Sutton Scarsdale Hall is located in the village of Sutton Scarsdale, close to Chesterfield in Derbyshire. It is a ruined Grade 1 Georgian stately home, once belonging to Richard Arkwright Jnr.
The first hall on the estate was owned by the Saxon Thegn, Wulfric Spott, who died in 1010 and left the estate to Burton Abbey, which he had refounded in 1002. By 1086, the hall was owned by Roger de Poitou as listed in the Domesday Book. King Henry III gave the estate to Peter de Hareston in 1225, his descendents sold it to John Leke of Gotham in 1401.
John Lekes grandson, also called John, was Knighted by King Henry VIII. His son, Francis Leke was awarded a baronetcy by King James I in 1611, then awarded the title Baron Deincourt, of Sutton in the County of Derby, in 1628. He was then elevated to the Earl of Scarsdale in 1645 by King Charles I. Francis was loyal to the King and fought for him in the Civil War. He had strengthened his home and refused to surrender. He fought hard to defend it, when Colonel Thomas Gell came with 500 men and three canons to take the hall. The house was stormed and he and his men were taken prisoner in 1643. The hall was plundered by the Parliamentarian garrison at Bolsover.
The present hall is thought to be the fourth or fifth house on the site. Nicholas Leke, 4th Earl of Scarsdale, commissioned the re-building of the hall in 1724, based on a design by architect Francis Smith, to develop a Georgian mansion with gardens. Internally the house featured oak panels and stucco plasterwork, the fire places were carved out of marble and Blue John and the grand staircase was carved from mahogany,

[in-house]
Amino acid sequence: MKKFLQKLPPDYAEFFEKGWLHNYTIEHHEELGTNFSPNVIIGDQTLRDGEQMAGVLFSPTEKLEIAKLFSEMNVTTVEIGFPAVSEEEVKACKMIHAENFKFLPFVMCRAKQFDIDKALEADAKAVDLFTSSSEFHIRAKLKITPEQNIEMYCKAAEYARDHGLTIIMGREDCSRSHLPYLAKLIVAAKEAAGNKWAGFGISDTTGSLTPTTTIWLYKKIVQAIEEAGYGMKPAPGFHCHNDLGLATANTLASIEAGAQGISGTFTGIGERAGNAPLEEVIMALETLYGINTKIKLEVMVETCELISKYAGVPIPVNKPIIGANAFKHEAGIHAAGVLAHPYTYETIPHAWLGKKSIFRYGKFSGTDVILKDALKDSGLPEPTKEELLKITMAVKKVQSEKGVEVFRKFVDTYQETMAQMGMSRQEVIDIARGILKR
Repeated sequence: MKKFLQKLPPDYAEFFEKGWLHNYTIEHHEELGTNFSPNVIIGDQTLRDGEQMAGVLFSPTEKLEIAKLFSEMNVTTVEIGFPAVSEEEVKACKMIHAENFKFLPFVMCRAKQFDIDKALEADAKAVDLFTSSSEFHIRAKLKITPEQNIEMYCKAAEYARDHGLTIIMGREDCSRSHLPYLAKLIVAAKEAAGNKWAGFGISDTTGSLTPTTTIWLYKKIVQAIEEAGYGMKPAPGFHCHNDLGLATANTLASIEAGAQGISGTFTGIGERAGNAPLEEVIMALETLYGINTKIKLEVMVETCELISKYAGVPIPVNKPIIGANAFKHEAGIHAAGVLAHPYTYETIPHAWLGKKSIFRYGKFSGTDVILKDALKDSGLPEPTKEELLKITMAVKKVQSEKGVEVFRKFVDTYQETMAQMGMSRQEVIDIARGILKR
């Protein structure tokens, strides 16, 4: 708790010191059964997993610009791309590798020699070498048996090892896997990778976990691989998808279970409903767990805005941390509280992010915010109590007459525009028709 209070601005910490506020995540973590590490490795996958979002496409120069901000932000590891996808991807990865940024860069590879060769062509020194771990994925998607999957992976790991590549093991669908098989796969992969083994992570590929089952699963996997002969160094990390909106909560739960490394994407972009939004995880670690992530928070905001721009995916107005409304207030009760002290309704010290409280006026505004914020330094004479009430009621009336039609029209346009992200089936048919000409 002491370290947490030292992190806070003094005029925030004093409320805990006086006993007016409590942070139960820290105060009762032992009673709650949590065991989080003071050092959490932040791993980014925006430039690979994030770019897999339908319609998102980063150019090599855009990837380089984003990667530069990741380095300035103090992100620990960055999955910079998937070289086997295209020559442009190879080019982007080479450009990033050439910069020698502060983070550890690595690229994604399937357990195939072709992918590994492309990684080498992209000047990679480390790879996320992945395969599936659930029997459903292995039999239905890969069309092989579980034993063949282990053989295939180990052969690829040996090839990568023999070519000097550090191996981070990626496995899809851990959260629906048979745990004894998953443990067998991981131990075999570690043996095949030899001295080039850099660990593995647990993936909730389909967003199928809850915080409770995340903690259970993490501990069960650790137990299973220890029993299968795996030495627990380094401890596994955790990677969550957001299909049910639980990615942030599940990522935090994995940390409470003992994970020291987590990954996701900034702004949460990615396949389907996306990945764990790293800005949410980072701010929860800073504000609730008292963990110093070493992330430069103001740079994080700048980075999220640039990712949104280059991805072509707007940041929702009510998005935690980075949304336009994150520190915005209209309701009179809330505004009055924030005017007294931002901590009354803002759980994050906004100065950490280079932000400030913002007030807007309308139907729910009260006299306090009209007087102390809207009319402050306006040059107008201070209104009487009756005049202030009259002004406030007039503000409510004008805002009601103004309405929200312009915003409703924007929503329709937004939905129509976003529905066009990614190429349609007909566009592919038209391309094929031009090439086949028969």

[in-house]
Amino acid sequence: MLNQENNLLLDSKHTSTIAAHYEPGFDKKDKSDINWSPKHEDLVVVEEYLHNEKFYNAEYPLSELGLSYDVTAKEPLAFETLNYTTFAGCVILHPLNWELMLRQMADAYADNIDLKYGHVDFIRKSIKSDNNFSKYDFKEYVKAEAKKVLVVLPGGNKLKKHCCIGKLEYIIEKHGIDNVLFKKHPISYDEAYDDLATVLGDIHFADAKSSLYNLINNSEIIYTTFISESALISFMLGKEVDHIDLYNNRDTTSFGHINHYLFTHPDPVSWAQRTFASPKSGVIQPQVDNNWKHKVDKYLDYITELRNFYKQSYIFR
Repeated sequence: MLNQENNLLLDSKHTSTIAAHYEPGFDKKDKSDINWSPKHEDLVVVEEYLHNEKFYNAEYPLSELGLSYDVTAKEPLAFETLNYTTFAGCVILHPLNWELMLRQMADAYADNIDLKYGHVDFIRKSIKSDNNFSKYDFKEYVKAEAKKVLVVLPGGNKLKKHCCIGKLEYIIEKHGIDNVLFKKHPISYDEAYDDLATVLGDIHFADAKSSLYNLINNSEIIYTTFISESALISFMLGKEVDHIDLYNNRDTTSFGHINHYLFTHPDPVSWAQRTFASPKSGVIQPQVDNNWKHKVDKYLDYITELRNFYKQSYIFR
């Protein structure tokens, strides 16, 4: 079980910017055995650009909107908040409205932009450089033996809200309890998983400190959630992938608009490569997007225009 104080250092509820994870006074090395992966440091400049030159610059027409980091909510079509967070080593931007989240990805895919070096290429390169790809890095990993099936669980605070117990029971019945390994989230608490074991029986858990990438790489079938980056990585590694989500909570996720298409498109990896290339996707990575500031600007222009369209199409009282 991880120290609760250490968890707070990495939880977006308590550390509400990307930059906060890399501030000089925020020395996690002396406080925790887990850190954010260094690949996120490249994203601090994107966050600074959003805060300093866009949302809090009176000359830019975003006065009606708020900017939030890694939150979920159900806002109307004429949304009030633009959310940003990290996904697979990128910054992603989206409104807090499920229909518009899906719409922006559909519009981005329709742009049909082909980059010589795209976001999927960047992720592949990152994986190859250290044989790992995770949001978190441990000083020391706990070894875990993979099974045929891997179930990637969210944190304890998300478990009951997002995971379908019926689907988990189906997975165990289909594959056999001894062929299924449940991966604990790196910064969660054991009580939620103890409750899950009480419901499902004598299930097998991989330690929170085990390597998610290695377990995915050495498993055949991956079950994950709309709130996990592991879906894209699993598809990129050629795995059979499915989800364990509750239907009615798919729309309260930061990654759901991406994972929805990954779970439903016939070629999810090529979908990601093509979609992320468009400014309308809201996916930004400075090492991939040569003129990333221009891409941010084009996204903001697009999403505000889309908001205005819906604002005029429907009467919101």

Richard Arkwright Junior, whose father was Sir Richard Arkwright the inventor of the Spinning Jenny, bought Sutton Scarsdale Hall in 1824. He amassed a huge fortune from his cotton mills and later, from property and banking. He was known as the richest commoner in England by the time he died in 1843.
William Arkwright inherited the hall from his cousin, Francis Arkwright, in 1915. As it had been neglected for many years he had to sell it in 1919. As no single family could be found to buy it, it was auctioned along with the rest of the estate. A consortium of local businessmen bought the house and systematically stripped the assets including the roof. Parts of the building were shipped to the USA. William Randolph Hearst, a newspaper baron bought oak panelling for use at Hearst Castle. The panelling sat in storage in New York for many years, until Pall Mall Films acquired them for use in set designs, for many of their 1950's productions. Another set of panels are now at the Philadelphia Museum of Art.
In 1946, the estate was bought by Sir Osbert Sitwell of Renishaw Hall, who kept the remaining shell as a ruin. Scarsdale Hall is now in the care of English Heritage, and is freely accessible to visitors.